Greece running out of options

Greece is running out of options to fund itself despite a four-month bailout extension, raising pressure on Athens to quickly implement reforms it has vocally opposed or default on debt repayments in a matter of weeks.

Eurozone and IMF creditors gave Greece extra time until the end of June to complete the bailout programme and receive the remaining €7.2bn, but it will not be allowed any funds until it passes a review that could take weeks to negotiate.

Shut out of debt markets and faced with a steep fall in tax revenues, Athens is expected to run out of cash by the middle or end of March. Its finance minister has warned that Greece will struggle to repay creditors starting with a €1.5bn IMF loan repayment due in March.

Athens has been looking for quick fixes to tide it over the coming weeks but has not yet found one.

Eurozone officials hope the liquidity squeeze will force prime minister Alexis Tsipras’ nascent government to agree reform plans more quickly than the end-of-April deadline set by creditors, paving the way for bailout funding to be released.

“The liquidity squeeze is being used to push the Greeks to very quickly start discussions on the review and finish that as soon as possible — not even waiting for the end of April,” said a eurozone source.

Other options all appear to have problems. One possibility — the transfer of €1.9bn worth of profits that the European Central Bank made on buying Greek bonds — will not be allowed until Greece has completed the bailout programme.

Greece had hoped it could tap the almost €11bn of leftover money in the Greek bank stabilisation fund, but eurozone finance ministers have decided the money would be returned to the Luxembourg-based eurozone bailout fund. While it would still be available for Greek banks, it could only be released on the say-so from the ECB.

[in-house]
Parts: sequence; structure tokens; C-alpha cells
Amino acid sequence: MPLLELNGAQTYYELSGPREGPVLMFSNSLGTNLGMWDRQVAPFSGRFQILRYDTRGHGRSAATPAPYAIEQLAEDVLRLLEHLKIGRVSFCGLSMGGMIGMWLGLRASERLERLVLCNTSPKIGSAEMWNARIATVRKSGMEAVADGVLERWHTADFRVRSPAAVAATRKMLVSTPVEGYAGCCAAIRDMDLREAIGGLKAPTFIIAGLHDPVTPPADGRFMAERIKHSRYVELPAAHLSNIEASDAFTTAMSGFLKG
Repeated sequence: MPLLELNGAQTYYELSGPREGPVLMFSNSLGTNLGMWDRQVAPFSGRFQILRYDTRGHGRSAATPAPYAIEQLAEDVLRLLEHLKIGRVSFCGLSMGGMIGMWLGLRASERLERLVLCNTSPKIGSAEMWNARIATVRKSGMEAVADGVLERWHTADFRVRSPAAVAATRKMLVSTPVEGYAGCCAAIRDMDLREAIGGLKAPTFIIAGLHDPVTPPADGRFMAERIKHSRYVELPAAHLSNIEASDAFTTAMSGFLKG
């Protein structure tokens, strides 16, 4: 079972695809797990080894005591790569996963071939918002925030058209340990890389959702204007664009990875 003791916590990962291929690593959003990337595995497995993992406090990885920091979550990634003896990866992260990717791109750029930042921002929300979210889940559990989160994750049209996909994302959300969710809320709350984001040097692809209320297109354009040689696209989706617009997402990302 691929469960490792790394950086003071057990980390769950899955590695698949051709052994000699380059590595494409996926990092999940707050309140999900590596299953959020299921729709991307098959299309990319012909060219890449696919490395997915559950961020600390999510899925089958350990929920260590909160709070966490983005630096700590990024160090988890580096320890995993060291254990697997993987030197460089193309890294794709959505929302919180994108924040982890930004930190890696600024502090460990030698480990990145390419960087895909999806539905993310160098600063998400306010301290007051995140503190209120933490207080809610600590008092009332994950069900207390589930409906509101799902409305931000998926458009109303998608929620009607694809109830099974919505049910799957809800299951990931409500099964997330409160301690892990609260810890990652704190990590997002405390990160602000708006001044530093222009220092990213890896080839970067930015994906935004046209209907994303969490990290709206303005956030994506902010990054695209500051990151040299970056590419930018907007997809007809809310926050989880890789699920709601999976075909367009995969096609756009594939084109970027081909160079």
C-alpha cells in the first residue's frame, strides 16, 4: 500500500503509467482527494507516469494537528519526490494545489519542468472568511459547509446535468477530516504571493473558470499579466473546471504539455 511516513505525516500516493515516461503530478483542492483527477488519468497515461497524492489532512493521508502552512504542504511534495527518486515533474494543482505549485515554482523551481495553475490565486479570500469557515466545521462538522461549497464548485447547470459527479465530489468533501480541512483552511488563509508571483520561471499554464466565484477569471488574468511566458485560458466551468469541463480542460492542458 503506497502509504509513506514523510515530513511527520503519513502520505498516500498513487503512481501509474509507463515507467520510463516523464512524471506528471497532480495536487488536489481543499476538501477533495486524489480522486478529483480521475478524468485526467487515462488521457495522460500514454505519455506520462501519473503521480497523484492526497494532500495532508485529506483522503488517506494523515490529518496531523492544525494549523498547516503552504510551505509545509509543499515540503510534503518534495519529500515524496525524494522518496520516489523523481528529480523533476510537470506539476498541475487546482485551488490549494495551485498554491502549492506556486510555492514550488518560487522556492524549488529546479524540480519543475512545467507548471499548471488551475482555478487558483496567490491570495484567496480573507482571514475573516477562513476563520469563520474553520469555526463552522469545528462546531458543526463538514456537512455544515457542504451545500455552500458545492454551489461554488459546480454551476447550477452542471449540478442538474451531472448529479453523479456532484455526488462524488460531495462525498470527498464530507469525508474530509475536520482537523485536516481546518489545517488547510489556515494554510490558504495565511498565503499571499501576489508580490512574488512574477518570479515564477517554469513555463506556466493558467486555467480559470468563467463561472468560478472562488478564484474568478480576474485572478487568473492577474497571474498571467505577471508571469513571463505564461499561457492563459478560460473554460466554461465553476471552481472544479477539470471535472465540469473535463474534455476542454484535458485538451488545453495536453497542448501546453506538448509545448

The only source of quick cash left to the Tsipras government now is issuance of treasury bills, or short-term debt that matures in three or six months. However, Athens’ creditors have set a €15bn cap on such debt and it has already been reached.


More in this Section

Delays over tracker scandal

Newcastle United valued at €340m in potential bid

Reckitt opts to split business units as group sales dry up

Air regulator warns over supply of Kobe Steel

Breaking Stories

Ryanair settles with Google and website it said had conned passengers

Case brought by Lloyds shareholders 'fundamentally flawed', says British High Court

BP hunts for successor as chairman looks to retire

Goldman Sachs boss hails Frankfurt amid Brexit shift


Facing fears while terrifying punters at Cork's Nightmare Realm

Weathering the storm of 1961: We watched 30 large trees uprooted

Remembering the dead: Poignant reason behind Cork’s Zombie Walk

More From The Irish Examiner